"Well, what are polar bears saying about Coke?" challenges Jonathan Cutler, public relations manager at Virgin Cola. "For 100 years Coke and Pepsi have spent billions of dollars on supermodels and sports figures to say nothing. We figured we'd turn the tables and say something. We wanted people to get up [on the Virgin Cola Soapbox] and say something important. Not about the cola but all about themselves."
"People are buying a brand, and our job was to make Virgin a brand," says Court Crandall, creative partner at Ground Zero, who worked on the campaign with partner Kirk Souder, ADs Brian Tortora and Armand Briones and writers Grant Holland and Adam Solomon. "If the products are essentially the same, why not endorse a product that holds up the first amendment?"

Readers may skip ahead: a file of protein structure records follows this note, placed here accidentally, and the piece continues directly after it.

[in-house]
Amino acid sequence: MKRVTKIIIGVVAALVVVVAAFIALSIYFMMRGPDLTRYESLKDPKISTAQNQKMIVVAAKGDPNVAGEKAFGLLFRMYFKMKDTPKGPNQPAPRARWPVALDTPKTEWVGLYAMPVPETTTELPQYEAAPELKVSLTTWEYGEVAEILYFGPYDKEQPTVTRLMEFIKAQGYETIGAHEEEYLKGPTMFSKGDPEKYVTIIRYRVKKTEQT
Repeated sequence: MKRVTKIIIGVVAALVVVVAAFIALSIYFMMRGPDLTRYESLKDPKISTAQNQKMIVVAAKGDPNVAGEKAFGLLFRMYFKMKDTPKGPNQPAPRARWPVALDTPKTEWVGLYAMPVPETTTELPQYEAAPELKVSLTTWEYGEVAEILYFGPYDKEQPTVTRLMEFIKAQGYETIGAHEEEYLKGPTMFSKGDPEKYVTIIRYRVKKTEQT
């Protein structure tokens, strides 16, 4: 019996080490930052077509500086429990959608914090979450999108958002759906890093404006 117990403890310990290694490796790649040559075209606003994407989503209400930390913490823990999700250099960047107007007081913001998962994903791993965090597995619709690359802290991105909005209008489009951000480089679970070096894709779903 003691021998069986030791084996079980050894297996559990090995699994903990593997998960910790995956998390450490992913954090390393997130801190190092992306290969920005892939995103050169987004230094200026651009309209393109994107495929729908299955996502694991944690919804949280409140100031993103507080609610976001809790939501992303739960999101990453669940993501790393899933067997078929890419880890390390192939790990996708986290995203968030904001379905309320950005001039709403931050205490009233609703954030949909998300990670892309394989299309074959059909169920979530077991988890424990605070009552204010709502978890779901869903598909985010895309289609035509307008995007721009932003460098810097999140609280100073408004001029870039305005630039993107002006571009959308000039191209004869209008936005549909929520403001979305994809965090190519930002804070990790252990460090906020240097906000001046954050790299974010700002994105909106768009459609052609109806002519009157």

The original plan had the admen running around the streets asking people what they thought, but that didn't work very well. "People aren't as interesting as you'd expect them to be," Crandall laments. "We wound up burning a lot of film." The revised method, shot by Moxie Pictures' Todd Phillips, was more of a casting call technique, with people saying what they thought, then later being asked to come in for the shoot if they sounded promising.
The print campaign started with a letter from Virgin chairman Richard Branson to Coke CEO Douglas Ivester asking him to consider an arm-wrestling match, "winner takes all," as opposed to wasting money on competing advertising campaigns. Crandall laughs and says, "It's just your typical juvenile behavior with